A little uphill from the spirit houses and the ChomphuPhu Kha tree is the center of the ‘ancient forest’ where a species of fish-tail palm abounds that is only found in the national park. It is just along a stretch of a few kilometers where this palm can be spotted, but along that stretch it is rather common and conspicuous, and it seems to be a major floral component of the ancient forest. During the torrential rains in 2011 many mountain slopes have calved and due to the landslides the road was inaccessible for many weeks. The landslides and the road repairs had a large impact: terraced slopes fortified with basalt blocks and cement had replaced the lush and ancient vegetation at many sites.
From the heart of the ancient forest, the road gradually ascends to a viewpoint at the highest point of Highway 1256 about 13 km from Bo Kluea. A former road sign informed the visitor that he was at an elevation of 1684 m above sea level. At present, the height of the spot, has been upgraded to 1725 m on a new sign at the nearby wooden building (a fire preventions station). During winter time a coffee shop is opened in the building, but most of the year it is deserted. Whatever is the exact altitude of the spot, behind the building a fine trail descends into dense evergreen forest with many large trees densely covered with moss, ferns and other epiphytes. I do not know to where the trail finally leads, but following it for half an hour or so, and then returning to your motorbike at the viewpoint is recommended as a short walk.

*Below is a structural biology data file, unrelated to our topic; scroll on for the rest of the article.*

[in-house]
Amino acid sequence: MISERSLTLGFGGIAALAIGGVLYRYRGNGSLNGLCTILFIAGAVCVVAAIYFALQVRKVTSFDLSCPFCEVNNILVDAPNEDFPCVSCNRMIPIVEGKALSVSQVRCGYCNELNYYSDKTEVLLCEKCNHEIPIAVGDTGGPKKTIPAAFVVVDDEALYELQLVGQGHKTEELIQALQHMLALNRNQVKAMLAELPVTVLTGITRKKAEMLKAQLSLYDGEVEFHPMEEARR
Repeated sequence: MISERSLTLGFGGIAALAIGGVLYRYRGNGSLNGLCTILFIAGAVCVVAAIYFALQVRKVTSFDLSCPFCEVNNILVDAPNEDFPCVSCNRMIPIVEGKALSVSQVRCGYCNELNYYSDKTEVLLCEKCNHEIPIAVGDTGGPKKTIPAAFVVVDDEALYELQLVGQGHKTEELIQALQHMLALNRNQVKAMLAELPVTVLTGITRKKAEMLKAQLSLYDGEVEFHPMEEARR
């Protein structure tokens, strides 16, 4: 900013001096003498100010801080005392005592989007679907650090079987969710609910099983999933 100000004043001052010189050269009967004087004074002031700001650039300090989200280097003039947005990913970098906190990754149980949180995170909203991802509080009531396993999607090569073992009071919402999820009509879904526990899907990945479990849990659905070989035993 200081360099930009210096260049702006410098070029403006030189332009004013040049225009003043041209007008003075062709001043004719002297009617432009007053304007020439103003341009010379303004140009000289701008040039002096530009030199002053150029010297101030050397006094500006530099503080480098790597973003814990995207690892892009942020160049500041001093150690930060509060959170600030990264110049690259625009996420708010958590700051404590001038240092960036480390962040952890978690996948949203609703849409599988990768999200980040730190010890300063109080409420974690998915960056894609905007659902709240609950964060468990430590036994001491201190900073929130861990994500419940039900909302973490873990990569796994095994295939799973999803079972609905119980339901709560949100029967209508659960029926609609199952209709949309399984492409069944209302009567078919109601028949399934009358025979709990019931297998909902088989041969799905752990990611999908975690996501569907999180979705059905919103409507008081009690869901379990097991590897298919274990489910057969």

Left: The rare Single Stem Fishtail Palm Caryota gigas only occurs in the Doi Phu Kha National Park. Centre: The Green Rat Snake (Ptyas nigromarginata) was spotted in the park’s ancient forest in 2011, the first record of this species in Thailand. Right: The beautiful ‘Curved-flowered Phlogacanthus’ (Phlogacanthus curviflorus), is common in the evergreen forest of the national park, in particular along streams. This large shrub reaches a height of 2 m and flowers at the end of the rainy season.